Google allows a limited number of characters for the title.  Take some time with this and make sure that you donít make it too general.  Itís a good idea to use at least one of the keywords in the title and people will be more responsive.  Donít get cute.  Be blunt and give the most descriptive title that you can. 

The last thing that you will do in your AdWords ad is to set the description underneath.  Again, take your time and work out the best combination of descriptive words to use the allotted space and yet be very obvious as to what you are about.

The biggest mistake that people make in developing their ad is to be too general.  You will get more hits that way, but more of them will be out of curiosity.  Obviously, you arenít looking for curious people.  You want qualified leads. 

The Downside of Google AdWords

While Google AdWords has some great features, its biggest downside for small marketers is that you cannot bid on keywords individually.  Google AdWords requires you to create ďcampaignsĒ, which amounts to a block of keywords and you bid a single price on all the words in that campaign.  

That probably means that you are going to pay a bit more on some keywords than you would if you bid on them individually like you do with Overture.

Another downside is that which you will run into in any situation where you are purchasing advertising, and that is, when the advertising is stopped, so are the leads.  The only alternative is competing with the other few million sites out there that also use the words that you want to target.

Conclusion

That aside, costs for obtaining new clients through clicks from Google AdWords is very much worth the effort.  Yes, there are other programs out there that do the same thing, but Google alone delivers more than half of the searches on the entire Internet.  If you add in the Google network of publishers that display your ads, thereís nothing even close.  It will be a long time until anyone effectively delivers the potential coverage that can be obtained through Google AdWords.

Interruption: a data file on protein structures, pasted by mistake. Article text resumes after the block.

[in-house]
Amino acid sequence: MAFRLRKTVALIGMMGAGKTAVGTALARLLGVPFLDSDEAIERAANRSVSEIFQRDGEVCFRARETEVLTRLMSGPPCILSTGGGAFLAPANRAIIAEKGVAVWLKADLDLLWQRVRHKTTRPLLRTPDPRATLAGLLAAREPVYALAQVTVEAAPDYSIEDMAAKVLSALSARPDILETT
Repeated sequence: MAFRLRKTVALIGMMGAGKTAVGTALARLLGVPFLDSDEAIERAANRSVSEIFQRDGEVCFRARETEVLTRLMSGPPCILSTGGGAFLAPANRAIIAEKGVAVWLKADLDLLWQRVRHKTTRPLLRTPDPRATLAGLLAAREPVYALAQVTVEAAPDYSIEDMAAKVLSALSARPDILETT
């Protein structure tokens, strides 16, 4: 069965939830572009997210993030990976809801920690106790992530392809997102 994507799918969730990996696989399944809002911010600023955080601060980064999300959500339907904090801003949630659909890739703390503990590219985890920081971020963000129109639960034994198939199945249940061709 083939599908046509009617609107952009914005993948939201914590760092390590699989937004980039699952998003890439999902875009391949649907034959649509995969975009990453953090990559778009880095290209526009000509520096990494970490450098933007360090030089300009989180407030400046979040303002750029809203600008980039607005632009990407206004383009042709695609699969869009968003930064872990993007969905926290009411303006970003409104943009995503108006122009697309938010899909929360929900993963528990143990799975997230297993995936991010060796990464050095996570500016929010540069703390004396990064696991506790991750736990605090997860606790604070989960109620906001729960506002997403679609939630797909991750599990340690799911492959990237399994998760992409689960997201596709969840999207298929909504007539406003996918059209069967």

Thereís no reason to choose only one PPC program, even though Google does deliver more.  If you pick up 100 leads from one site and 30 leads from another, it just means that you have 130 leads.  However, if you are just getting your feet wet and only choose to do one PPC program, choose Google AdWords. 

There are also many other resources that will tell you how to maximize your ROI on AdWords, how to generate the best leads and valuable tips on writing your AdWords ads.  Many of these are good, others are not.  Watch out for the ones who make promises they canít keep.  Google AdWords resources can be packed with tons of make-sense tips and help you walk through the project.  But since none of these run the AdWords program, itís just not possible for any of them to promise you a thing.

Marketing >> Advertising >> Google AdWords